From a peak of 2.966 million tonnes in 2012, pork imported by the 185 nations not featured in this article fell to 1.956 million tonnes in 2018 -their lowest volume since 2005. It will decline further to  1.912 million tonnes in 2019, down 35.5% in seven years.
 
 
-Consequently, the eight nations and territories featured in this article will have jacked up their pork import volume by 67% over seven years. From 3.886 million tonnes in 2012, the collective pork imports of China (including Hong Kong and Taiwan), Japan, Mexico, South Korea, Philippines and Singapore will total an estimated 6.485 million tonnes this year. -In other words, pork imports of a small handful of mostly Asian nations will exceed the total volume of pork that was exported in 2010.
 
What is fascinating is how small gaps between consumption and production incrementally induces a large transformation of world trade flows: From 2000 through 2018 inclusive, top importing nations saw pork consumption rise an average of 2.0% annually while its production increased by 1.7% over this time. -But when you are dealing with 1.88 billion people, tiny but persistent differences between supply and demand accumulate into profoundly transformative trends.
 
In 1997, these top importers consumed 41.94 million tonnes of pork and produced 41.25 million tonnes, making for a supply-demand gap of 1.7% or 0.69 million tonnes. By 2008, they were consuming a collective 55.00 million tonnes of pork but only growing 51.8 million tonnes, making for a supply-demand gap of 3.2 million tonnes or 6.2%.
 
By 2018, these East Asian nations and Mexico were consuming 66.4 million tonnes of pork but only producing 60.7 million tonnes, with demand exceeding domestic supplies by 9.4% or 5.7 million tonnes. Before ASF broke out, this supply-demand gap was on track to widen into the 10% to 15% range, approaching 10 million tonnes in the early 2020s.
 
With ASF-stricken China accounting for 90% of the top importers' pork production, its ASF outbreak implies that in 2019, the gap between top pork importer's production and consumption could (in theory) widen into the 11 to 15 million tonne range, making their demand exceed domestic production by anywhere from 16% to 22%.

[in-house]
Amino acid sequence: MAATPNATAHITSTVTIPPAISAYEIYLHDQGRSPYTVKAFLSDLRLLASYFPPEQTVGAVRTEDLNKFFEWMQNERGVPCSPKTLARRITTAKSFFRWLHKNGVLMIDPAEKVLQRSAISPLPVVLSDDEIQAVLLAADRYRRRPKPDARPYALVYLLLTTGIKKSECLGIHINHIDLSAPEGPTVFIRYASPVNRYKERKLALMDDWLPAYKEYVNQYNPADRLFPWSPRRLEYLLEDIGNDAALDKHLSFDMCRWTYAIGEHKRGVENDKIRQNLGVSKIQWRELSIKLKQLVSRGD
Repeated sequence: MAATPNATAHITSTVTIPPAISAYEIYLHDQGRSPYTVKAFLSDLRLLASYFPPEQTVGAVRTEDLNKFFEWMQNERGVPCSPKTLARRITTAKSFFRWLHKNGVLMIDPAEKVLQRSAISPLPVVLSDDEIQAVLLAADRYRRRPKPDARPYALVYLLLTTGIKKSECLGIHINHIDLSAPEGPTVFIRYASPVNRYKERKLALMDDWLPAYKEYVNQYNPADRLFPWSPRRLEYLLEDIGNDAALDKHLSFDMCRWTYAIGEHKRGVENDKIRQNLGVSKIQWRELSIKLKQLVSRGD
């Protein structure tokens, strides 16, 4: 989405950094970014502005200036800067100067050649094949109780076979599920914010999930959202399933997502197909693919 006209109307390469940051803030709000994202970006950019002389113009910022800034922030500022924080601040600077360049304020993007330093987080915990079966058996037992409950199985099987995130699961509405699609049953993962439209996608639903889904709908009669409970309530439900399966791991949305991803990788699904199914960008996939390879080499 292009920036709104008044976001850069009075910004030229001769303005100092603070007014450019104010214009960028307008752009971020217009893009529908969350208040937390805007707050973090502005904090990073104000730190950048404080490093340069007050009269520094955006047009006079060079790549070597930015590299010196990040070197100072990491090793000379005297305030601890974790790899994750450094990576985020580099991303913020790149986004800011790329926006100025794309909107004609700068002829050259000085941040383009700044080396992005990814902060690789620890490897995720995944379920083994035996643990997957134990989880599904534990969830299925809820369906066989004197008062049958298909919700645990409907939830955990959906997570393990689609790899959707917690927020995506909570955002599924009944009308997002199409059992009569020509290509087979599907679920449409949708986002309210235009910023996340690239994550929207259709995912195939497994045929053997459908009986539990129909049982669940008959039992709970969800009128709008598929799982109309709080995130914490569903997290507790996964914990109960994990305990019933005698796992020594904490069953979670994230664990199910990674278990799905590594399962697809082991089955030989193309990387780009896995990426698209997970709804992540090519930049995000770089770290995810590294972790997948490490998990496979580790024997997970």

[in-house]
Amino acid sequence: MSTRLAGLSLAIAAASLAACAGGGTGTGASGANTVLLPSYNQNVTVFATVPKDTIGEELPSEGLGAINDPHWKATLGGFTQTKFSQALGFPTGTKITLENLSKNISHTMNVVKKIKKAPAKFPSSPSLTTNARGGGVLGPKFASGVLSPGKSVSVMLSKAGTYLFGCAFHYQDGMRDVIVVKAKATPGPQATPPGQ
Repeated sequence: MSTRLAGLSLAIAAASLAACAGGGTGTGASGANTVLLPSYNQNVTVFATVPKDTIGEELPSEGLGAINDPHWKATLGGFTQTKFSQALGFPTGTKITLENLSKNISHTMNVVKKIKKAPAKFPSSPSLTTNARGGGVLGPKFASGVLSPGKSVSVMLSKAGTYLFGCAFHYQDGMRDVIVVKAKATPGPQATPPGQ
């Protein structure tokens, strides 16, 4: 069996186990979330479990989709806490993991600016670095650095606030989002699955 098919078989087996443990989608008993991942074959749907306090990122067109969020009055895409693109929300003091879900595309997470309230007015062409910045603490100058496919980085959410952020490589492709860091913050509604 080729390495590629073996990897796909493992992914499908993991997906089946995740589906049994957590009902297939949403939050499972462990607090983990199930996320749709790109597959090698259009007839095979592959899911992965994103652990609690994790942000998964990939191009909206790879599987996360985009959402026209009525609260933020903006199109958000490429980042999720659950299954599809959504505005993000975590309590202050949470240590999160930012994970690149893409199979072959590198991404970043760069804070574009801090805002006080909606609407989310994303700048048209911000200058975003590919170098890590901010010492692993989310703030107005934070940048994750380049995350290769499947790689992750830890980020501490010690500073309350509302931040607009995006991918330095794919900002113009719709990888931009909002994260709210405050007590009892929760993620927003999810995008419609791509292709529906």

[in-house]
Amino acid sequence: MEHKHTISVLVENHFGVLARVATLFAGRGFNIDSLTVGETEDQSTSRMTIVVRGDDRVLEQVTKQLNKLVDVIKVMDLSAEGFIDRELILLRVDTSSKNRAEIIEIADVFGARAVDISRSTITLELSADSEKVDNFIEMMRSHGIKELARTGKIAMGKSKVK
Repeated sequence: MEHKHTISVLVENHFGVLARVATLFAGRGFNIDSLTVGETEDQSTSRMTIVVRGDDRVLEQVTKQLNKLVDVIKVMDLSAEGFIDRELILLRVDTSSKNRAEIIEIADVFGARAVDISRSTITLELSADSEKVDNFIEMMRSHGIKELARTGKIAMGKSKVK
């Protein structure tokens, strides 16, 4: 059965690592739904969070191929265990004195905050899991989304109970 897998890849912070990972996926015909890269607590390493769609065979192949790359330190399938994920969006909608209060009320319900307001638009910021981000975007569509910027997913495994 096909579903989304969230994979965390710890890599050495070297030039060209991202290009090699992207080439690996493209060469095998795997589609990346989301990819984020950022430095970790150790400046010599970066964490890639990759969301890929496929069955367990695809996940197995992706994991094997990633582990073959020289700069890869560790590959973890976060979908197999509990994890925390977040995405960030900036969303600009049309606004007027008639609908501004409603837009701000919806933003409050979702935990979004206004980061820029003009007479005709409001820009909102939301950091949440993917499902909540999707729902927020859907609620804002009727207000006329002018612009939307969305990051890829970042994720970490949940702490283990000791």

--One one hand, Chinese consumer's partial substitution of other meats in place of pork will probably narrow the supply-demand final gap by a third. On the other hand, even a seven to eleven million tonne gap between top importers' pork consumption and production should prove to be highly stimulating to the world pork trade. We can expect current USDA export estimates to be revised upwards soon.
 
Moreover, only 7.4% of the world's pork is traded internationally, compared to 10% of chicken meat or nearly 14% of beef. Consequently, the supply deficit of these major pork consuming nations has a far more stimulative impact than a similar production deficit in more widely traded meat lines.
 
From 2000 through 2018 inclusive, the volume of pork traded increased by 175%, far more than the quantity of chicken (123%) or beef (19%) increased over this same time period. -That's because the import volume of the above mentioned top importers increased by 229% over these same 18 years.
 
Over these eighteen years, top pork consuming nations increased their import volumes by 7.1% annually, while the rest of the world increased its pork imports by only 3% yearly.